Thousands of the best and the brightest living in Lebanon have been displaced by the recent conflict. Canada has stepped forward immediately to offer refuge status and, in some cases, asylum to many in hopes of bringing in some of the most educated and skilled.
Many Lebanese don't want to leave their homes, but it is a decision that has been made for them. Students and professionals need to attend school and to work immediately to survive. They cannot wait for Lebanon to stabilize and eventually rebuild.
In the highly competitive global market for skilled immigrants, the Canadian government acted immediately several weeks ago to fast-track people fleeing Lebanon for residency, student and work status in Canada. And it's paying off big.
While some other countries are offering some assistance, Canada is attracting the lion's share of some of the best.
Recently a line of hundreds formed outside the Canadian embassy in Lebanon. University researchers and students stood with professionals in many occupations. Few wanted to leave, but they were all there to apply for residency and long-term, perhaps permanent, resettlement in Canada.
The mood was black down the entire sweaty queue. Israel's bombs not only smashed bridges and killed innocent people, most said, they also wrecked their plans for a life in Lebanon. "As soon as the fighting started we decided to leave," said Abdel Jhalil, a 25-year-old factory worker from Tripoli, further up the coast. "Things are not going to improve. It will always be like this."
Shocked by the intensity of Israel's 34-day offensive and dispirited about the prospects for peace, a new generation of young Lebanese are packing their bags to leave. Statistics on the exodus are unavailable but a weight of anecdotal evidence suggests it is sizeable and includes some of the country's brightest and best-educated minds.
Charli Hanna, a high-scoring 18-year-old student, wanted to attend university in Beirut this autumn. But as the bombs exploded around his father's farm in the Bekaa valley this summer, he surfed the Internet for other options. After some frantic queries, a Kentucky school in the United States offered him a scholarship. He leaves in a few weeks. "It seemed the best option," he said.
The brain drain is more regrettable for the fact that, until the war, Beirut was busy consolidating its reputation as the most glamorous city in the Middle East. Memories of the traumatic assassination of the Prime Minister Rafiq Hariri in February 2005 were receding. Stylish restaurants and luxury hotels were popping up. Celebrity billionairess Ivana Trump had joined a clamor of property investors.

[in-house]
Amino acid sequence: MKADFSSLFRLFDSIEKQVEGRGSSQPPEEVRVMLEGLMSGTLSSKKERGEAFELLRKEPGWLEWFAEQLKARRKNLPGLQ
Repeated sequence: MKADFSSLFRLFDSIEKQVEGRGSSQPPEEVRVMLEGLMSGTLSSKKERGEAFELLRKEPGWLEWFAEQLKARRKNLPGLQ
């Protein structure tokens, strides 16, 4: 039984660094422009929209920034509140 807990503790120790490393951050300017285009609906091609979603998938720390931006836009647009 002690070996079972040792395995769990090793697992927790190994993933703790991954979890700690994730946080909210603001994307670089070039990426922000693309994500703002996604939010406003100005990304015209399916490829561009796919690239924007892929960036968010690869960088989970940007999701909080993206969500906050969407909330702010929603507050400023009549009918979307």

Tourists from the oil-rich Gulf States, uneasy about partying in the west, were flooding in. The government predicted 1.2 million visitors this year - not bad in a country of 3.5 million people. "There was a sense that things were really happening," said Ramsay Short, editor of the local Time Out, which started publishing in January.
Now the buzz has gone. The airport remains partially closed due to a continuing Israeli air embargo, oils slicks stain beaches and cafe terraces in the proudly rebuilt downtown district are nearly deserted. "We have been pushed 15 years into the past," said Bassem Bouhabib, a 30-year-old sales manager with an application for Canadian citizenship on his desk.
At an Internet cafe, Raghad Midani, 23, paused from updating her personal journal. While Israel bombed Beirut's southern suburbs she had continued her classical dance classes and watched English football on television, she boasted. "It was better than the news," she explained.
Still, she had just said goodbye to friends who had left for Saudi Arabia. "They have no jobs, no family, nothing over there," she said. "I hope it works out for them."
Exodus is nothing new to the Lebanese. A vast diaspora, rooted in centuries-old traditions of seafaring and travel, is estimated at between 4 million and 15 million people. Money from Europe, Africa and the US helped fund the recent property boom.
But this time it is different. A luxury goods store in downtown Beirut is deserted, and the owner has a young family to protect. "I don't want my children to have that life," he said, outlining his plans to move to Qatar. But like many others, he would not rule out a return. "Nobody ever really leaves Lebanon," he said. "If normality returns we will be back. You feel this place very deeply inside you."Related:
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